Problem needing to be solved: Google has changed from a purveyor of data to a purveyor of information. In doing so, the information loses context and has become slanted to the personal views of its developers.
Newspapers do the same thing Google does but it is possible to read newspapers that are tuned to your point of view. You can also read newspapers that offer different points of view from the same data. Newspapers also face the possibility of lawsuits for libel as well as a loss of integrity when they print things that are not true or misleading.
Google, through its rankings algorithms, has the potential to rank one point of view higher than another point of view at the whim of its developers. This is unprecedented in the history of the country and contains an inherit Homeland Security risk of allowing a potentially nefarious misinformation campaign to be launched either internally or through foreign actors.
Google also uses the psychology principle of “authority.” Authority relates to the fact people often base their beliefs on what authority figures tell them. You see this in TV ads all the time — “Four out five dentists say . . .”
The use of this principle is also a Homeland Security risk since it would be possible to advance the thoughts of certain authority figures above others with differing views.
Solution: What makes Google dangerous is that it is a monopoly, extremely successful, and almost ubiquitous in our lives. As a monopoly, it must be broken up and its risk to the Homeland eliminated.
Let me describe one method which while simple in concept is, admittedly, much more complex in execution.
Google exists of four parts:
- Data which has been gathered from the Internet by a “webcrawler.”
- A ranking system that operates through algorithms augmented by human added heuristics. A heuristic is a rule or method that helps you solve problems faster than you would if you did all the computing. In software development, you use heuristics to speed up the software as well as to have the software give the user some information without doing a calculation. For example, a heuristic is likely used to suggest spelling mistakes. (See Note). Another heuristic might be “assume Trump is lying” when ranking his statements on issues along side other statements. Or “assume Barack Obama is always correct and truthful.”
- A method to monetize through Adwords.
- A user interface.
What needs to happen is that #1 needs to be broken out as a separate company. You might even make the case that the Government needs to own this company and license the data to ensure bad actors aren’t manipulating the raw data to their own ends.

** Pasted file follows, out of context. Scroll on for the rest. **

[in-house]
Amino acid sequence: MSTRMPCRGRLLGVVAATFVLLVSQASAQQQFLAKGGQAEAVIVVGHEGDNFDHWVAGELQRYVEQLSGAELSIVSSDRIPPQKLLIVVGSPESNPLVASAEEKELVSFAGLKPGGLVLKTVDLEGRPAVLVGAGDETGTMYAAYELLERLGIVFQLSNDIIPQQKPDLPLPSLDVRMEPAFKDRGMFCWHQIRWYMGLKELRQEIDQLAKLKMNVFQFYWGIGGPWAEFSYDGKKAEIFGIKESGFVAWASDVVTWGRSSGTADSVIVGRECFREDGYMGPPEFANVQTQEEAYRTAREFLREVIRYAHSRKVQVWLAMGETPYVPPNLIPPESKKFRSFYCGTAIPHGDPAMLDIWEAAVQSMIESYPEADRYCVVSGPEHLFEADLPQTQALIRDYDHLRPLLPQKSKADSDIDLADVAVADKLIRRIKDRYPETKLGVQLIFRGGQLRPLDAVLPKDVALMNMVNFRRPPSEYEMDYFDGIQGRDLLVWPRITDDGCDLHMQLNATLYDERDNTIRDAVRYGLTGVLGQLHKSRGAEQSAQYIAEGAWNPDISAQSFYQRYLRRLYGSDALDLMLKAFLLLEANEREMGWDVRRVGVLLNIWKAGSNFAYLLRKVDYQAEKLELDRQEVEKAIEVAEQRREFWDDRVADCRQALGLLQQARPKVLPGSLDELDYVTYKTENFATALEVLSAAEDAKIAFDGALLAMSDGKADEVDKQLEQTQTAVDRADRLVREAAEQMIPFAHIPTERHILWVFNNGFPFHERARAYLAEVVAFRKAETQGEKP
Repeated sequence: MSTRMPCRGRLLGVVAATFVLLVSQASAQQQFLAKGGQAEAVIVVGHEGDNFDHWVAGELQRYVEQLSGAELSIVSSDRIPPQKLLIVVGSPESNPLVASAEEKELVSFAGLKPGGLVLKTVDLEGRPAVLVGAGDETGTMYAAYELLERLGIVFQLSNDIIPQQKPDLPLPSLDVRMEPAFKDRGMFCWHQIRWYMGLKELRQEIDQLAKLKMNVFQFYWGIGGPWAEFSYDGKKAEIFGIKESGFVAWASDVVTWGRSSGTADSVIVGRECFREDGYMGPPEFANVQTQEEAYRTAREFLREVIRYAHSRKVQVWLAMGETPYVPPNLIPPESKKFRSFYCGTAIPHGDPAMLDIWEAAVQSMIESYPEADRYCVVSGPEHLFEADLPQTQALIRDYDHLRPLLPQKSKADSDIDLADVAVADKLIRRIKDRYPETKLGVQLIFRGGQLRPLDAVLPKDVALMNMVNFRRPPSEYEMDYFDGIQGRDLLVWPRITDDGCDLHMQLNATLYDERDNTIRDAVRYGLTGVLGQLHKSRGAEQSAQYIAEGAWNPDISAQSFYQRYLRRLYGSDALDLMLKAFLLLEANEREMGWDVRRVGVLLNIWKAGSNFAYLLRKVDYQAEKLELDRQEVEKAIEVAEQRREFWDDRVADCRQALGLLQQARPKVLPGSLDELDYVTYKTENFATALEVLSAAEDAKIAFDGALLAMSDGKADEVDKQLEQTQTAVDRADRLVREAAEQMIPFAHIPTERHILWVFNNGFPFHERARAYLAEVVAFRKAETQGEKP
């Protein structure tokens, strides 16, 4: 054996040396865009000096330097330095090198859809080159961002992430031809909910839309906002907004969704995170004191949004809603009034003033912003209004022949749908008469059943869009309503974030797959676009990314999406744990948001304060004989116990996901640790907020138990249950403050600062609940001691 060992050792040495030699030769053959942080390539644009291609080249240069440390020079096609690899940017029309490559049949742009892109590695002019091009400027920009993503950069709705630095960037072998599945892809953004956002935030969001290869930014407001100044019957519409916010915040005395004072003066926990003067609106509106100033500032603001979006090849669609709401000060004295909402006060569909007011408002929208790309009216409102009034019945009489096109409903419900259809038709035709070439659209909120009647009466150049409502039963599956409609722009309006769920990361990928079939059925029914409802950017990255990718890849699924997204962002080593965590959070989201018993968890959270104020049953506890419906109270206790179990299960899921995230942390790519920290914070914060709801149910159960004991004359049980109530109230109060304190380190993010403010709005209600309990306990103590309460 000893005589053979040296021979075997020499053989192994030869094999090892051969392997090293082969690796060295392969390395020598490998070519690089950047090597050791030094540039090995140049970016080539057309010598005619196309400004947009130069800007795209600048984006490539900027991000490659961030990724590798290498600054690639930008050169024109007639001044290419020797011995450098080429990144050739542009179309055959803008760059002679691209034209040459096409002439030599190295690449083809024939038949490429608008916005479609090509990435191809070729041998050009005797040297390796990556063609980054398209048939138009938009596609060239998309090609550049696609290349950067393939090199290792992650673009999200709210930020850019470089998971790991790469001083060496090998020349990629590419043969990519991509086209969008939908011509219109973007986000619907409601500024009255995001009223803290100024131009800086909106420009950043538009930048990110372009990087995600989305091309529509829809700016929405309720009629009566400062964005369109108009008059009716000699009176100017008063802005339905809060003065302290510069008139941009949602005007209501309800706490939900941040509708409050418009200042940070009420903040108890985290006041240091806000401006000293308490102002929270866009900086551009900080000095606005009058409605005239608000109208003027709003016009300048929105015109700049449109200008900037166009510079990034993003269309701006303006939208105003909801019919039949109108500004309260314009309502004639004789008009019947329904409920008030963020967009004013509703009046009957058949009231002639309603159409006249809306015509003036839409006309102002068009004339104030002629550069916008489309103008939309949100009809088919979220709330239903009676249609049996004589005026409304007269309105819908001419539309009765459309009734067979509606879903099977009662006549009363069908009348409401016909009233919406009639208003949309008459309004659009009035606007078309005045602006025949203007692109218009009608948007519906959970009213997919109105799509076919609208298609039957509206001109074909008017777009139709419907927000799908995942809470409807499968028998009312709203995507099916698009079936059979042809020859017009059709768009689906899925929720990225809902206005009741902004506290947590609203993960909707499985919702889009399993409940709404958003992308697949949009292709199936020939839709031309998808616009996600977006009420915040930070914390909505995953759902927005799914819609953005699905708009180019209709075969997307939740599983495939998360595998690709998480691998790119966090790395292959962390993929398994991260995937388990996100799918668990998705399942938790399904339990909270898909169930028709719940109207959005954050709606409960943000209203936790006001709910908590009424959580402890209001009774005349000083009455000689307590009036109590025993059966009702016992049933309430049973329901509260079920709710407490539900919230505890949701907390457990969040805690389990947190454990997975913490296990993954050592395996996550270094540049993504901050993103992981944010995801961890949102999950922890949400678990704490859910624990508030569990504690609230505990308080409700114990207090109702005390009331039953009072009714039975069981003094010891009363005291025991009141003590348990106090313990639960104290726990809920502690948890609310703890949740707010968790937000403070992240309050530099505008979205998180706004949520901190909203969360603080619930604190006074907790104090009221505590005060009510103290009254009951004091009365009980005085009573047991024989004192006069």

The ranking, monetization, and user interface needs to spin off as a separate company that uses the licensed data. This data could be licensed to anyone that wished to use it creating competition through the ability to take the same “truth” and present it to the user in ways that deliver the best experience.
The hard part is that Google isn’t likely architected exactly this way. It could be but undoubtedly the entire system would need to be rewritten. This isn’t all bad and there’s something to be said for having the government pay for a product that would do the data collecting in such a manner that other users could access it. Technically, this is called an application programming interface or API.
It may be necessary to make webcrawlers illegal but it’s more likely that Google would simply try to be first to market with its ranking and monetization tools since that’s were the value lies — not in the raw data itself.
Now that Google’s taken care of, we’ll tackle Twitter and Facebook. See — that wasn’t so hard.
Note: In a three letter word, there are 26 X 26 X 26 possible combinations.17,576 possible combinations.If we assume that someone using a standard keyboard, they’re likely to either hit the right key or an adjacent key. this gives us 9X9X9 possible variants or 729 combinations. If one of the possibilities is a non-letter, we can throw those out. Using this heuristic, you can much quicker determine a suggested word for one that appears to be misspelled.